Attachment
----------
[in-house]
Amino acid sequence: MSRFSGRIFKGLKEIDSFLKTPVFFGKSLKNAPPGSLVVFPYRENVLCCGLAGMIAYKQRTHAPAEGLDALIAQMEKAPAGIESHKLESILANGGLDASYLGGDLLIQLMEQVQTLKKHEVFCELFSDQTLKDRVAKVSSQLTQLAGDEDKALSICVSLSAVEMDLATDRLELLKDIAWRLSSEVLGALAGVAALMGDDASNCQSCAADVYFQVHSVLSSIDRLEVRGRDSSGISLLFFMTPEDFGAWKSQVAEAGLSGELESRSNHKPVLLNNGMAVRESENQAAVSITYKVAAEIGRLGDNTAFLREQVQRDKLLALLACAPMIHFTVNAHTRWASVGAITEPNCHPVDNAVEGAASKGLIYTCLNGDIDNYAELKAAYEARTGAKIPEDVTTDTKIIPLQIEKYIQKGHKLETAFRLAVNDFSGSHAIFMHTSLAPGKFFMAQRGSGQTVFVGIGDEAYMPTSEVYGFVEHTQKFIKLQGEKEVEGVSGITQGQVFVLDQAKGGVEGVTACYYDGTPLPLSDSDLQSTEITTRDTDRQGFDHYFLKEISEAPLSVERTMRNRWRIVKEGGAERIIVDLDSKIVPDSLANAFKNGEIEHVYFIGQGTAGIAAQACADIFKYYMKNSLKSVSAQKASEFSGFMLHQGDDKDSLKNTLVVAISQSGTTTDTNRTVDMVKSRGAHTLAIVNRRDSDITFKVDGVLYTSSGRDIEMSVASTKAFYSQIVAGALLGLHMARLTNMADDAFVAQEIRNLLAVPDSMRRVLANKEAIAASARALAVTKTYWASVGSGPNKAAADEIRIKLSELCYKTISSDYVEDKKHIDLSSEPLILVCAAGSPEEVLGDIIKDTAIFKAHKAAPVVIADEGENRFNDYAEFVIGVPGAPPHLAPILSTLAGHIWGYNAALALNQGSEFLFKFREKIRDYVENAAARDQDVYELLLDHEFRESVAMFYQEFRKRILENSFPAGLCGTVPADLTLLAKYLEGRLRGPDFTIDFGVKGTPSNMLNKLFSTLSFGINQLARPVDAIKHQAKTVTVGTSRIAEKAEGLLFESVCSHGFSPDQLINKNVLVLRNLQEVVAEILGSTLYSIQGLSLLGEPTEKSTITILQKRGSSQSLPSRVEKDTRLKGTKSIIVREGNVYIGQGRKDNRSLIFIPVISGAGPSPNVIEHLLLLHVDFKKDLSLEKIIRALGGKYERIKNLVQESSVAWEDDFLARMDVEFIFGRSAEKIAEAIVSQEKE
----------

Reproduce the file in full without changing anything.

[in-house]
Amino acid sequence: MSRFSGRIFKGLKEIDSFLKTPVFFGKSLKNAPPGSLVVFPYRENVLCCGLAGMIAYKQRTHAPAEGLDALIAQMEKAPAGIESHKLESILANGGLDASYLGGDLLIQLMEQVQTLKKHEVFCELFSDQTLKDRVAKVSSQLTQLAGDEDKALSICVSLSAVEMDLATDRLELLKDIAWRLSSEVLGALAGVAALMGDDASNCQSCAADVYFQVHSVLSSIDRLEVRGRDSSGISLLFFMTPEDFGAWKSQVAEAGLSGELESRSNHKPVLLNNGMAVRESENQAAVSITYKVAAEIGRLGDNTAFLREQVQRDKLLALLACAPMIHFTVNAHTRWASVGAITEPNCHPVDNAVEGAASKGLIYTCLNGDIDNYAELKAAYEARTGAKIPEDVTTDTKIIPLQIEKYIQKGHKLETAFRLAVNDFSGSHAIFMHTSLAPGKFFMAQRGSGQTVFVGIGDEAYMPTSEVYGFVEHTQKFIKLQGEKEVEGVSGITQGQVFVLDQAKGGVEGVTACYYDGTPLPLSDSDLQSTEITTRDTDRQGFDHYFLKEISEAPLSVERTMRNRWRIVKEGGAERIIVDLDSKIVPDSLANAFKNGEIEHVYFIGQGTAGIAAQACADIFKYYMKNSLKSVSAQKASEFSGFMLHQGDDKDSLKNTLVVAISQSGTTTDTNRTVDMVKSRGAHTLAIVNRRDSDITFKVDGVLYTSSGRDIEMSVASTKAFYSQIVAGALLGLHMARLTNMADDAFVAQEIRNLLAVPDSMRRVLANKEAIAASARALAVTKTYWASVGSGPNKAAADEIRIKLSELCYKTISSDYVEDKKHIDLSSEPLILVCAAGSPEEVLGDIIKDTAIFKAHKAAPVVIADEGENRFNDYAEFVIGVPGAPPHLAPILSTLAGHIWGYNAALALNQGSEFLFKFREKIRDYVENAAARDQDVYELLLDHEFRESVAMFYQEFRKRILENSFPAGLCGTVPADLTLLAKYLEGRLRGPDFTIDFGVKGTPSNMLNKLFSTLSFGINQLARPVDAIKHQAKTVTVGTSRIAEKAEGLLFESVCSHGFSPDQLINKNVLVLRNLQEVVAEILGSTLYSIQGLSLLGEPTEKSTITILQKRGSSQSLPSRVEKDTRLKGTKSIIVREGNVYIGQGRKDNRSLIFIPVISGAGPSPNVIEHLLLLHVDFKKDLSLEKIIRALGGKYERIKNLVQESSVAWEDDFLARMDVEFIFGRSAEKIAEAIVSQEKE